Am I a Unitarian?

I was recently asked by a Christian friend if I am a unitarian. Here’s what I answered:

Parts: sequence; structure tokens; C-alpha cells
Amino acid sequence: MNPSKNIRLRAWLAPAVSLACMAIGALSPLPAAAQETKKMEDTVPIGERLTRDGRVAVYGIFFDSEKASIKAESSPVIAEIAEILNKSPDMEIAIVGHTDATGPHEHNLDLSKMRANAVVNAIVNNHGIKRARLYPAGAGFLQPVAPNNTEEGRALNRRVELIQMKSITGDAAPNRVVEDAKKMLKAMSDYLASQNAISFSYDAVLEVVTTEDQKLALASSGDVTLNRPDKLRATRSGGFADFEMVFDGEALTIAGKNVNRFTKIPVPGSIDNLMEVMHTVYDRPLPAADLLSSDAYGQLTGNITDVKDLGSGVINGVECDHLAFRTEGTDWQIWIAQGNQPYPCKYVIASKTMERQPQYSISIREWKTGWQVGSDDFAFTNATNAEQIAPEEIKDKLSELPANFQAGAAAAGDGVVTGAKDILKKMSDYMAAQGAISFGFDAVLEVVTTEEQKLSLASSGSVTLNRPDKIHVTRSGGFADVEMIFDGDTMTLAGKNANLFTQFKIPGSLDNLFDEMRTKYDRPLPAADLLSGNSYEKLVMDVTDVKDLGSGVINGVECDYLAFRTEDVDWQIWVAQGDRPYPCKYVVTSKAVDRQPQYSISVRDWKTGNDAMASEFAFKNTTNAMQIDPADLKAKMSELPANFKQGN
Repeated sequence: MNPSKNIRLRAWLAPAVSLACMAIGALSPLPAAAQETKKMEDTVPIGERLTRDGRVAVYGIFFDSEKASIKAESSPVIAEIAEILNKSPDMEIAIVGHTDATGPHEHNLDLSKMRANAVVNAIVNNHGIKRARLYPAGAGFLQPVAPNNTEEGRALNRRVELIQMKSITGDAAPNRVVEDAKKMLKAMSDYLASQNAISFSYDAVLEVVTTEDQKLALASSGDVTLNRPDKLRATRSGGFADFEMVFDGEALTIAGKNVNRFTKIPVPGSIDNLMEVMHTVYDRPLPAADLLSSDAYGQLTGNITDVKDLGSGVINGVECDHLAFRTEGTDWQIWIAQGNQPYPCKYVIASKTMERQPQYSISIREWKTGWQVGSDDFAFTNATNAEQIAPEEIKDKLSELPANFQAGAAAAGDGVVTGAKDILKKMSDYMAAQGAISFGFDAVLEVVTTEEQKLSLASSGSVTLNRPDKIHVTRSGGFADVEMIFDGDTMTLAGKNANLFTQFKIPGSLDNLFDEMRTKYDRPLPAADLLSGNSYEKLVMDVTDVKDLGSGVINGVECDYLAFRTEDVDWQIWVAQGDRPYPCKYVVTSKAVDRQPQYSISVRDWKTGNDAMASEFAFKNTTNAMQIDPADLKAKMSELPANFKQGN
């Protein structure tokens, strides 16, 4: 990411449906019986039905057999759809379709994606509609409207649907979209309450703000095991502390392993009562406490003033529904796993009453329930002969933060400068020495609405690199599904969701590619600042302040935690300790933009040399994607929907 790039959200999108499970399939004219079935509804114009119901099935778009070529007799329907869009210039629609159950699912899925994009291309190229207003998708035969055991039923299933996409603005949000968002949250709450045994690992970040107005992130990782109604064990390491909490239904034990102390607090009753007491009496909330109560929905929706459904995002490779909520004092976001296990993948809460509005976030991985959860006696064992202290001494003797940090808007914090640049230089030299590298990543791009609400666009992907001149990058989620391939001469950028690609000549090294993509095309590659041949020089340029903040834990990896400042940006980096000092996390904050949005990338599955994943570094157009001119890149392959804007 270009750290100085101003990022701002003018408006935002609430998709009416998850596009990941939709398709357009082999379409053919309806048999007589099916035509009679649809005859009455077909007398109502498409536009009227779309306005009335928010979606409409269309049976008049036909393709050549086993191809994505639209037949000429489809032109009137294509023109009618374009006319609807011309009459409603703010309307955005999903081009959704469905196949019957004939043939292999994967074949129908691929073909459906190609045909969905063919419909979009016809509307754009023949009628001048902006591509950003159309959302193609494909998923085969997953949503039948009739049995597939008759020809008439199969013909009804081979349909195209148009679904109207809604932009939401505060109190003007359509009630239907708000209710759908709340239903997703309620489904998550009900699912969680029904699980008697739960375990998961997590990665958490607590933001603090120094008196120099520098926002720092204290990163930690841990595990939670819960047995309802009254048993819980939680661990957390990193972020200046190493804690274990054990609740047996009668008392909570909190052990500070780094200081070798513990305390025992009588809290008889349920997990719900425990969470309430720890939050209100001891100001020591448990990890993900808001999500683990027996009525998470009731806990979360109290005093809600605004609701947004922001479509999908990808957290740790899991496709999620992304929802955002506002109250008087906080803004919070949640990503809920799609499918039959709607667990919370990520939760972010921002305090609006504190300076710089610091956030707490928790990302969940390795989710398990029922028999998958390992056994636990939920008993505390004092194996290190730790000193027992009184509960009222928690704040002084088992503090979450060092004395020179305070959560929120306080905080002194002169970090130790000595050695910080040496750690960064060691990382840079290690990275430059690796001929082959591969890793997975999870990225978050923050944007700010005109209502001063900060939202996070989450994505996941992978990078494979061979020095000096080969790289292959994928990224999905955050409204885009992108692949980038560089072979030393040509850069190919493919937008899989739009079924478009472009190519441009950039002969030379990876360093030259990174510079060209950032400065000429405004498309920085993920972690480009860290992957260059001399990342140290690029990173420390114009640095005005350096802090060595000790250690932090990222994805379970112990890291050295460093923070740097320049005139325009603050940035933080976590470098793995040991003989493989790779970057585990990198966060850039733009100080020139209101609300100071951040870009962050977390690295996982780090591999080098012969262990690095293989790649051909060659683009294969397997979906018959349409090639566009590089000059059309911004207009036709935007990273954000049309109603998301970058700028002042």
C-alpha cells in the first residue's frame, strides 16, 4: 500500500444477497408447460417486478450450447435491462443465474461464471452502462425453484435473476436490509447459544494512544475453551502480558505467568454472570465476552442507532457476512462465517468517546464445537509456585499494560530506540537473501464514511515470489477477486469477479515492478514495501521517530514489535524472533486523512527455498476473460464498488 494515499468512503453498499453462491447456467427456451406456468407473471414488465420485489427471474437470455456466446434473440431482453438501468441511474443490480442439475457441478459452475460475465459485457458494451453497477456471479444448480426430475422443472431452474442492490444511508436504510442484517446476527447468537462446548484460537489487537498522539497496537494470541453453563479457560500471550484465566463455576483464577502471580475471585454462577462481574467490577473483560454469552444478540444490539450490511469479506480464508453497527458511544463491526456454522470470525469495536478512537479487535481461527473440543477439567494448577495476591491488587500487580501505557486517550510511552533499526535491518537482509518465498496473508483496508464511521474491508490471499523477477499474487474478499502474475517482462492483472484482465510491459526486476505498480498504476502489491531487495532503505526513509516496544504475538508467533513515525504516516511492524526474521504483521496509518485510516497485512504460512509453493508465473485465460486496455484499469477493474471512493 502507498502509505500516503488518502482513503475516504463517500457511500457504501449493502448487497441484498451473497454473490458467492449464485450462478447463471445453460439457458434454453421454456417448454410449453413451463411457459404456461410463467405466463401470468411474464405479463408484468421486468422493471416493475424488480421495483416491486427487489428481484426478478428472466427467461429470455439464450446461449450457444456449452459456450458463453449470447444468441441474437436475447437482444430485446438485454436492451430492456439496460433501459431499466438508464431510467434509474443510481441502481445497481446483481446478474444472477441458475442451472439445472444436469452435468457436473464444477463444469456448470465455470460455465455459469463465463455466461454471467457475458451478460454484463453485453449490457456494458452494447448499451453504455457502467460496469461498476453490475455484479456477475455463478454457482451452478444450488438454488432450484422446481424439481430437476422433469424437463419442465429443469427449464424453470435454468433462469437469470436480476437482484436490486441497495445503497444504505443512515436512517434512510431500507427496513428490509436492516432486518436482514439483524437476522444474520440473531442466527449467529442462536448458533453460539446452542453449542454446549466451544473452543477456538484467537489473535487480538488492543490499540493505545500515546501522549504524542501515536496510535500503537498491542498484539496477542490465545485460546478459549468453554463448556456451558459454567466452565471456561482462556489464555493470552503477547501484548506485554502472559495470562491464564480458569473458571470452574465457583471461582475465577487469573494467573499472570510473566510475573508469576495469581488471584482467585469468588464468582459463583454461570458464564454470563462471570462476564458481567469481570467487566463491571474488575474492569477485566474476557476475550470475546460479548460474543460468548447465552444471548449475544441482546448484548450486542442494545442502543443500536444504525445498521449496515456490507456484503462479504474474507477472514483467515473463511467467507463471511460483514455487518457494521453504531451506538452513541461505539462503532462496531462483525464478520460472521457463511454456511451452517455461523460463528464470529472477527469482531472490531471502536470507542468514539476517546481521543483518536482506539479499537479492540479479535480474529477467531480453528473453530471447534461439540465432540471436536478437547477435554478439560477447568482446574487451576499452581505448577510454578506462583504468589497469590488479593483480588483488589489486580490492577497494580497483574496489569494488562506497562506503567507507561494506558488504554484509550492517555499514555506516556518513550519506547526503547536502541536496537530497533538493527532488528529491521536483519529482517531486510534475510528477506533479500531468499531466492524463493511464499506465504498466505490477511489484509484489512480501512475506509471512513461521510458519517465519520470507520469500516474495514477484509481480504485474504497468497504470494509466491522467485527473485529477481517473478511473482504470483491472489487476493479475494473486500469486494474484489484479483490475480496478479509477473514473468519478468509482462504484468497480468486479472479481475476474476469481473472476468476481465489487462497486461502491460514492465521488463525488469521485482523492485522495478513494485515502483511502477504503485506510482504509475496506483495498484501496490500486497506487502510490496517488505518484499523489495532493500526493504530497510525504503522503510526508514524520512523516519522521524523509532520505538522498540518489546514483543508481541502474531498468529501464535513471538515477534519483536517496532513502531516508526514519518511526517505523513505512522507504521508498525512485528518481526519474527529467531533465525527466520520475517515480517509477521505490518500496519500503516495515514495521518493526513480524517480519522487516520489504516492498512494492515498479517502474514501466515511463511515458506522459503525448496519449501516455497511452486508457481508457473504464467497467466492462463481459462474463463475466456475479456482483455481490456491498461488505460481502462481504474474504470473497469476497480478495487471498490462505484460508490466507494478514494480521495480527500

Yes, I believe Jesus is ontologically a human being, and a human being only. I believe he was uniquely begotten, like no other human being before or since, by the spirit or power of God in the womb of Mary, and “for this reason he will be ['is'] called the Son of God” (Luke 1.35). I believe he was “a man accredited by God through miracles, wonders, and signs that God performed through him” (Acts 2.22). And I believe that, because of the faithfulness of Jesus to the mission of “his God and our God” (John 20.17), God has been pleased to make him both Lord and Christ (Acts 2.36); that is, “God has highly exalted him and given him the name [Lord] that is above every name, that at the name of Jesus, every knee should bow and every tongue confess that Jesus is Lord to the glory of God, the Father” (Philippians 2.9-11). In short, I agree with Paul and the early New Testament Church in their creed: “For us there is one God, namely, the Father, from whom are all things, and one Lord, namely, Jesus Christ, through/for whom are all things” (1 Corinthians 8.6). And I agree with Jesus that God, the Father, is “the only true God.” (John 17.3). I believe that, in terms of his character, Jesus is the perfect image, not the original, of God (Colossians 1.15) and the exact representation, again not the original, of him (Hebrews 1.3). In this way, he and the Father are one (John 10.30), and we, the disciples of Jesus, can become one with them as well through unity of purpose and character with them (John 17.20-23). And so it is that to see Jesus is to see God (John 14.7); that is, Jesus is the perfect image and representation of the character of God, and thus the greatest revelation of God (Hebrews 1.1). Thus, although I do not believe Jesus is ontologically God but a human being and a human being only, yet I believe he is the greatest being in the universe next to God. He is the greatest expression of God’s word (logos) or wisdom. God created through his word (Genesis 1, etc.) and his wisdom (Proverbs 8); he revealed his good instruction (torah) to Israel through his word and wisdom (Psalm 119, etc.), but Jesus is the greatest revelation or expression of God’s word or wisdom-greater than the expression in God’s creation of the universe, greater even than God’s expression in his torah. This is the point I see the author of the Gospel of John making in his magnificent first chapter. God’s word, or expression of himself, has become flesh in Jesus (John 1.14)! It’s the point I see Paul making in the probably traditional material he takes over in Colossians 1.15f and other places (1 Corinthians 1.30, for example). In sum, in terms of his character, Jesus stands above all. To see him is to see God. Likewise, in terms of his personality and nature: he is the human being uniquely begotten by God in Mary and gifted by God with the spirit of wisdom and understanding (Isaiah 11.2) beyond measure (John 3.34). And functionally, Jesus is for all intents and purposes equal to God, having been exalted by God to the right hand of the Most High (Acts 2.33, etc.). Yet this is only temporary, for as Paul teaches, “He [Jesus] must reign until he has put all his enemies under his feet. The last enemy abolished is death. For ‘he has put all things in subjection under his feet.’ But when he says, ‘All things are put in subjection,’ it is evident that he is excepted who put all things in subjection to him. When all things are subjected to him, then the Son himself also will be subjected to the one who subjected all things to him, so that God may be all in all (1 Corinthians 15.25-28). I also believe Jesus himself explicitly denies he is God in Mark 10.18 (cf. Luke 18.19) and even in the Gospel of John in his defense to some unbelieving Jews. I am speaking of John 10.34-38. Ought we to worship Jesus? Absolutely! Second only to God, for whom alone is reserved cultic worship (Gk. latreia - never applied to Jesus in the New Testament). We worship (Gk. proskuneo) Jesus in the sense of honoring him for all that he is and has done. The Scriptures throughout present human beings worshiping (proskuneo) beings other than God. Thus, to give only one example but a highly instructive one, the king of Israel is worshiped in association with God (1 Chronicles 29.20, LXX proskuneo). Unfortunately, this is all obscured through biased Bible translations (compare, for example, the Greek text against the English translations of Matthew 2.8, Matthew 4.10, and Revelation 3.9).